The first South Korean golfer in PGA, Kyung Ju Choi (K.J. Choi), has participated in the Deutsche Bank Championship, part of the PGA FedEx Cup playoffs, which was held at the Norton Country Club on the 1st day of September.
Although Choi unfortunately was cut off afterthe second round, he was never agitatedduring the tournament and his gentleness showed when he encouraged other opponents at the end.
Eun-han Kim, a columnist of Boston Korea, had an interview with K.J. Choi, a gentleman of Korean golf and the first Korean golfer in the PGA.
Most Korean immigrants experience hardship after they arrive in the United States. Did you also have any hardship?
I was struggling when I first arrived since the language and culture are very different. The most unbearable situation was when people asked me who I am. They wondered if I am Chinese or Japanese. Whenever I heard those types of questions, I thought I have to be really good at golf. People could not distinguish my ethnicity because there was not any Korean advanced to PGA at that time. Thus, I tried harder and harder.
Is there any special reason to become a worldwide professional golfer who is from a small island in South Korea, Wando?
When I used to live on Wando Island, I had to drive for 3 hours to get to the golf club. It was not really easy to go there often so I practiced more than enough each time I visited. I think it was possible for me to work hard because I had passion. Since I started golf later than other professional golfers, I extended my practice hours and slept less. I believe that because I had great passion and I felt a sense of accomplishment after winning over the Korean professional golfers who had better records, I could succeed to be in the position I’m in today.
What is your motto for life?
It is that I never regret and give up what I want to do, and do the best for the rest of my life.
You don’t seem to be agitated during the games. Do you have your own special creed in your life?
When I first began golf in Korea, people had called me ‘a country boy from Wando’. I was very upset, but if I really threw my golf club at them, they would have said, “Wando boys are all like him.”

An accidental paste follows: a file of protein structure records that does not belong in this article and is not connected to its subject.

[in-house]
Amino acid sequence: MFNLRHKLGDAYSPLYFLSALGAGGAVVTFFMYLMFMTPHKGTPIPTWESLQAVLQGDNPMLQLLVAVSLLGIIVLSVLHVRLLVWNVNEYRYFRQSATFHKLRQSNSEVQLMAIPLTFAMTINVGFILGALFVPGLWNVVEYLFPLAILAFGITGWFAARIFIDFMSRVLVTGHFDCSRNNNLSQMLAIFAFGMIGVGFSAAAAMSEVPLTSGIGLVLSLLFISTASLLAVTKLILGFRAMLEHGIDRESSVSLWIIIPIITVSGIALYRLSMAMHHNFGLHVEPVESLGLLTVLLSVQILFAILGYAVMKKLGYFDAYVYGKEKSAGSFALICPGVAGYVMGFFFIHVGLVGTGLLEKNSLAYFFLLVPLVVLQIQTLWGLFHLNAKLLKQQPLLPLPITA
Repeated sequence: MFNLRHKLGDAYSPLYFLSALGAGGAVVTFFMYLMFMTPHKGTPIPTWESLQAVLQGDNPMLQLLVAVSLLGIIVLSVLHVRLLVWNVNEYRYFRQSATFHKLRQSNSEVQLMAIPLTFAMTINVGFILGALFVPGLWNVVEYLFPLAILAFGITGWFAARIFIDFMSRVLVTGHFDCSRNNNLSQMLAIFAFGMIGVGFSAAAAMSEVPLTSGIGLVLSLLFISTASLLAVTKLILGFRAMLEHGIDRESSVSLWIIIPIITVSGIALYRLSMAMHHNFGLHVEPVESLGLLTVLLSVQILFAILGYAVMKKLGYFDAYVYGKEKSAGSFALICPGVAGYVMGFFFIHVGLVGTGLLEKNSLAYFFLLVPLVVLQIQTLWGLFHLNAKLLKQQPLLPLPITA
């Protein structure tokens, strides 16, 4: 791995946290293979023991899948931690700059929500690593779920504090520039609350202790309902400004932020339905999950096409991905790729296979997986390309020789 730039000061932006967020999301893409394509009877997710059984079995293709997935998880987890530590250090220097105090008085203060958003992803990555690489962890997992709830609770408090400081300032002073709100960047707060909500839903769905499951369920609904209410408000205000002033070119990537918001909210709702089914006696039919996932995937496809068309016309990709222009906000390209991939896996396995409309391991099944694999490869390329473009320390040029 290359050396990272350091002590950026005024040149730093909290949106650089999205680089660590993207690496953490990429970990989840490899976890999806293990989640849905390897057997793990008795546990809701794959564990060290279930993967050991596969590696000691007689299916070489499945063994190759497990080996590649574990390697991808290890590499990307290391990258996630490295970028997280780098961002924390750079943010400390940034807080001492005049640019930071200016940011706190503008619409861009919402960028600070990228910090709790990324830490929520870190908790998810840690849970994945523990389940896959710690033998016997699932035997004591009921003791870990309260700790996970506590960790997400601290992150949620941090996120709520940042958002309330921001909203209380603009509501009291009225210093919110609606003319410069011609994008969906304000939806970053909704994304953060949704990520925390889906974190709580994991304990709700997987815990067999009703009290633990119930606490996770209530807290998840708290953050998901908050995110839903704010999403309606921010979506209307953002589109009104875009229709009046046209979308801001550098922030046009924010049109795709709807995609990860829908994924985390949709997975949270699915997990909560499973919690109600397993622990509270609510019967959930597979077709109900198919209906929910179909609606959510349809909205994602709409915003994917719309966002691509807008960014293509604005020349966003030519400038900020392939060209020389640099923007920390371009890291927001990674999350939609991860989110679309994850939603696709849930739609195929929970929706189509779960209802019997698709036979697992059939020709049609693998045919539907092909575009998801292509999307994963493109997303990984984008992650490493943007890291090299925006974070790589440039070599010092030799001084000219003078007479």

Thus, what I thought when I first arrived in the U.S. was, I should never act carelessly even if my golf life does not go well. Then, people could think ‘All Koreans are like that’, when they actually do not know much about Korea.
Also, when I grew up in Wando, elders always used to teach me about ‘modesty’ and ‘enthusiasm’ and I learned how to behave well from those people. I also disliked players who offend their opponents. I can now hear somegood comments based on these learning and thoughts.
The players known for their bad manners are quite friendly to you. Why do you think so?
I think it’s because I never express my feelings, but concentrate on golf. I also encourage opponents and perhaps this is why they are kind to me as well.
I have heard that you are close to Tiger Woods. How is he?
Whenever I accompany Tiger Woods, I cheer him more with my heart than with words. He is getting better overall after the incident,and he has been practicing golf hard. His fans love him a lot.
What are the most memorable victories of your games?
The most memorable ones are the first PGA victory of my life and the victory of the Players Championship. For the tournament that I won, I was not sure if I could succeed, but I won the championship during the PGA course. For the Players Championship, I am glad to win more than ever because there have not been any Korean winners for last 10 years. I believe that God gave me an opportunity to step ahead to the major field that I have always desired. I slowed down a little bit this year, but I am still aiming for the goal.
You seem like a Christian
My wife recommended me to attend church before we were married. As I attended church, I felt the grace of God and I began to change. I wish teenagers would not go astray and have the wish to be under God.
What kind of organization is K.J. Choi Foundation (http://www. kjchoifoundation.org) ?
To me, sharing and helping out others are the energy of my life. Let’s say I am a battery and the foundation is a charger. I charge my energy from my foundation.
The K.J. Choi Foundation was established out of concern for the future of children and community. I want to provide support to children who have hopes and dreams. Also, I hope they will help others by looking back to the foundation where they received help, after they graduate college, complete military service and go out in the society.
Moreover, the foundation leads teenagers to take the right track through sports. The society in the future will be bright if teenagers these days are well cared for. I wish to help youths who have talent but cannot be supported by their families.
I heard that you also established the foundation in the United States.
Yes I did, but besides the big issues or damages in the region, the foundation mostly helps Korean children in the States. Also, I send a few American children to South Korea every year to let them experience Korean culture, in the hope that they could introduce Korea to Americans in the U.S.
Would you, as a role model, like to hold a seminar with youths in Boston?
(Smiling) It is kind of hard to answer right now but I will definitely try.
ⓒ 보스톤코리아(http://www.bostonkorea.com), 무단전재 및 재배포 금지